Keywords: Adiponectin, body fat, cabergoline, hyperprolactinemia, leptin
|How to cite this article:|
Pala NA, Laway BA, Misgar RA, Shah ZA, Gojwari TA, Dar TA. Profile of leptin, adiponectin, and body fat in patients with hyperprolactinemia: Response to treatment with cabergoline. Indian J Endocr Metab 2016;20:177-81
|How to cite this URL:|
Pala NA, Laway BA, Misgar RA, Shah ZA, Gojwari TA, Dar TA. Profile of leptin, adiponectin, and body fat in patients with hyperprolactinemia: Response to treatment with cabergoline. Indian J Endocr Metab [serial online] 2016 [cited 2020 Jul 5];20:177-81. Available from: http://www.ijem.in/text.asp?2016/20/2/177/176346
| Introduction|| |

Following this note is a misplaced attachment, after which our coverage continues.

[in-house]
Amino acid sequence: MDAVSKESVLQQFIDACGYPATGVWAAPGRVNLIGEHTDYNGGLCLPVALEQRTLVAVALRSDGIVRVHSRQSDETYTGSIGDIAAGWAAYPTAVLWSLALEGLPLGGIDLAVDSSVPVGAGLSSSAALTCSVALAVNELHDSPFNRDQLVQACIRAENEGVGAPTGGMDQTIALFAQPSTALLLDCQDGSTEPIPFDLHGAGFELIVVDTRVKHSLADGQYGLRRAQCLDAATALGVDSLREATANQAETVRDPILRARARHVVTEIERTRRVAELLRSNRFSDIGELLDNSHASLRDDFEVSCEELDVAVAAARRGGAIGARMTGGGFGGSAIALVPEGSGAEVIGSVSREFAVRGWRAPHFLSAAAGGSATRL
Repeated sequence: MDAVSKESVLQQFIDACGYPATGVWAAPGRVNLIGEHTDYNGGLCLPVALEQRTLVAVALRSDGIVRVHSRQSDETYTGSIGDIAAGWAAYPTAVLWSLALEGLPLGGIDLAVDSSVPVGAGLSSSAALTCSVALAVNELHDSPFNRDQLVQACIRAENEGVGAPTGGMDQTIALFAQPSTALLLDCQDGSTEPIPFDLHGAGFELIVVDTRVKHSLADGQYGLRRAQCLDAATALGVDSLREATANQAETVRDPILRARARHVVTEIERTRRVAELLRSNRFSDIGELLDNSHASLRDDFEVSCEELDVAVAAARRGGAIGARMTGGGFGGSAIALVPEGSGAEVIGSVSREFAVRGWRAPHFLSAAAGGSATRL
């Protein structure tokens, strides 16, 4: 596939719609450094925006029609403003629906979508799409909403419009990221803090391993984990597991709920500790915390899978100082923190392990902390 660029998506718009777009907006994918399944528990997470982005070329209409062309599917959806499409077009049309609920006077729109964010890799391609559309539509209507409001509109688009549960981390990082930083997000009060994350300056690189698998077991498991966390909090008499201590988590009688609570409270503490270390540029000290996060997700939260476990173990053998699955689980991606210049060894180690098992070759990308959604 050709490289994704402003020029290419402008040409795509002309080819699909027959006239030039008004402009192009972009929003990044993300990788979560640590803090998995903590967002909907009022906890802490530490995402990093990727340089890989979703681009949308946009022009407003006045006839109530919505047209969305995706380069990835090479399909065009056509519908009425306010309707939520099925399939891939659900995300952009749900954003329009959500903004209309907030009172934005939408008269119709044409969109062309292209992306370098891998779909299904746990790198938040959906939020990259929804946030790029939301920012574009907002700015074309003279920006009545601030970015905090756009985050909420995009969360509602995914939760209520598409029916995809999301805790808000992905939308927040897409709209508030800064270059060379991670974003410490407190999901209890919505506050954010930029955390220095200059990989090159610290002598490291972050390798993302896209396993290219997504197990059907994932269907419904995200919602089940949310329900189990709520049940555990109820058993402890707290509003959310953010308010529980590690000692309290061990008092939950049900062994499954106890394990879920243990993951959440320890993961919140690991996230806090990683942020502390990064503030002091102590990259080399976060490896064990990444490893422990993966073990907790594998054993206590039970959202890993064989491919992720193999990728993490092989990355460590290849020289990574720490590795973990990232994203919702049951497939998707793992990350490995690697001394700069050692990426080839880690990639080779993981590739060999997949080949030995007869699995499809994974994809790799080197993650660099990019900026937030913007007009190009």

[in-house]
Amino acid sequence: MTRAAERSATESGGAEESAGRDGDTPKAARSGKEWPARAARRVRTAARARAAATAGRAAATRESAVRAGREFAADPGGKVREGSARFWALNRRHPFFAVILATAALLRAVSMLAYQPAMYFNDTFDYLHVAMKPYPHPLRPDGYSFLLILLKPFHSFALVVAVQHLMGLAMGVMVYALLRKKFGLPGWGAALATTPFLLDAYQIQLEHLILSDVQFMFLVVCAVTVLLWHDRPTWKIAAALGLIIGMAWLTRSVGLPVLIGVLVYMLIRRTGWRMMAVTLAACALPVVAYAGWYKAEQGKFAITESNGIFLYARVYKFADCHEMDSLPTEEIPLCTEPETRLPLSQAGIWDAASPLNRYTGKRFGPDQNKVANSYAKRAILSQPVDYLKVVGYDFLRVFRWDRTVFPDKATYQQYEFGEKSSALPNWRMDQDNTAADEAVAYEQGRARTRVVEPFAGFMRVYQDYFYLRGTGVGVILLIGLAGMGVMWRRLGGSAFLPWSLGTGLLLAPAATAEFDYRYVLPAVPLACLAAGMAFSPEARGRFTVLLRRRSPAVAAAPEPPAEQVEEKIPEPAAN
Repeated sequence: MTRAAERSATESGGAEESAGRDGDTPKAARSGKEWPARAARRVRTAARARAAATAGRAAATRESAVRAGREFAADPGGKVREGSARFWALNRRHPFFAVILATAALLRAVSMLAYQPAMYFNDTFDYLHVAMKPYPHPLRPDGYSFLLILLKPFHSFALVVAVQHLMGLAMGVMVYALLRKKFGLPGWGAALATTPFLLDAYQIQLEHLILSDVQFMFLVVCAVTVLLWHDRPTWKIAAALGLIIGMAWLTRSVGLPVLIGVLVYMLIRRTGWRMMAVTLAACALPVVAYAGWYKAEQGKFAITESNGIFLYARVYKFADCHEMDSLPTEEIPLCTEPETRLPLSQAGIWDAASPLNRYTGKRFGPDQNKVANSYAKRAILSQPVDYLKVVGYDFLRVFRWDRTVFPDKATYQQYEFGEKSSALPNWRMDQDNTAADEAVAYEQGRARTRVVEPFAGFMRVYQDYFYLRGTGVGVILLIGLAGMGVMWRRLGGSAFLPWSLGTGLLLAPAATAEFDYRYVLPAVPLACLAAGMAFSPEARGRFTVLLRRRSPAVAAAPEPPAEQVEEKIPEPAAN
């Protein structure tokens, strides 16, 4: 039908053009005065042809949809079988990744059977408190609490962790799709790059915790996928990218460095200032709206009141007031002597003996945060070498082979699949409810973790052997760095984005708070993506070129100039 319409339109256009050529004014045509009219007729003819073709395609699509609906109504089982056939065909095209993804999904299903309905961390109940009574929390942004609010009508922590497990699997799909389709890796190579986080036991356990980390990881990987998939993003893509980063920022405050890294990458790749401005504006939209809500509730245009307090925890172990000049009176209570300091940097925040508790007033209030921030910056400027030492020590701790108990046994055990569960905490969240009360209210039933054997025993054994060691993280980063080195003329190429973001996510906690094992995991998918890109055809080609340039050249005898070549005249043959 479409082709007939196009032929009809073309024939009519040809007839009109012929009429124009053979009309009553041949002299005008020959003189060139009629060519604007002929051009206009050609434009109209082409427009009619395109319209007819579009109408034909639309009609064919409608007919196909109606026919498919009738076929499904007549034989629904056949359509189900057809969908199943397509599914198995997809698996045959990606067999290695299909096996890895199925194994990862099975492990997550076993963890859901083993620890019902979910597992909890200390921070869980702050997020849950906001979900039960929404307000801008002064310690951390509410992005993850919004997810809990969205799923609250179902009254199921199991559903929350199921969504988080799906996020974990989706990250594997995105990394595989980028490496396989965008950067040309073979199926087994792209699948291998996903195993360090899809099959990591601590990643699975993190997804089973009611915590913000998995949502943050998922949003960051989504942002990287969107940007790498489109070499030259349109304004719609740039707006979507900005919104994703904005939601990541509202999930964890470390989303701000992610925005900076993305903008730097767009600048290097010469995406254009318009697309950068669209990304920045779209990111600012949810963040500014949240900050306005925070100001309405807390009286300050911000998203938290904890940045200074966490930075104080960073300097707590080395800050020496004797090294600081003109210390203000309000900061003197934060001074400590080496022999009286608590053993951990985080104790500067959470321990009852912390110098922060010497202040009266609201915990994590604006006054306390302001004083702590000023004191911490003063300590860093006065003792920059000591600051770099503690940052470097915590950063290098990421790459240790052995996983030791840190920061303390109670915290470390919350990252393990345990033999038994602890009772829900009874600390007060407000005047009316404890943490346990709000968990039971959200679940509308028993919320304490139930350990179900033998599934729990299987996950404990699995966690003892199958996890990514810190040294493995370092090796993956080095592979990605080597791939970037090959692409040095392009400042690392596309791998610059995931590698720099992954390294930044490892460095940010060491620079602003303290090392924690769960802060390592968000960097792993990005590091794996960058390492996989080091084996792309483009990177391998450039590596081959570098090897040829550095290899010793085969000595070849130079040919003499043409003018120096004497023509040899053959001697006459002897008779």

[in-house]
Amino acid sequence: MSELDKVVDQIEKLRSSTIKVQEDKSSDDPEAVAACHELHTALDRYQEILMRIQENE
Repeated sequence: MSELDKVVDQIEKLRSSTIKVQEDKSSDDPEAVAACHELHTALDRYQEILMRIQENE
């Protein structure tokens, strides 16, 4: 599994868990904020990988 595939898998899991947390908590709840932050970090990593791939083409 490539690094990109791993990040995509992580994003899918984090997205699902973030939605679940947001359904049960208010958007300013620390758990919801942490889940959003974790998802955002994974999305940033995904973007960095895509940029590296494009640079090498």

Hyperprolactinemia (HPL) affects many metabolic functions in addition to its well-known effects on lactation and gonadal function.,, It has also been associated with weight gain and obesity and in some studies, an improvement in weight after dopamine agonist (DA) treatment has been documented., The exact mechanism of weight gain in patients with HPL is not known; however, increased lipoprotein lipase activity, decreased dopaminergic tone, decreased adiponectin level, and hypogonadism are some of the possible responsible factors.,, HPL has also been associated with alteration of lipid and carbohydrate metabolism. In addition to pituitary gland, prolactin (PRL) is also produced, and its receptors are expressed in adipose tissue. Role of PRL in inhibiting lipoprotein lipase activity in vitro has been suggested., Hyperprolactinemic states whether physiological (such as pregnancy and lactation) or pathological such as prolactinomas are associated with an increase in the leptin levels because of its increased release.,, PRL is also known to decrease adiponectin in both in vivo and in vitro. HPL is also associated with hypoadiponectinemia which results in decrease in insulin sensitivity. However, there are few data with regard to the effect of HPL on adiponectin in patients with prolactinoma. This study was aimed to analyze: (1) The alteration in leptin and adiponectin levels and body fat in people with prolactinoma as compared to age, gender, and body mass index (BMI) matched controls (2) the effect of normalization of PRL with cabergoline treatment on these parameters.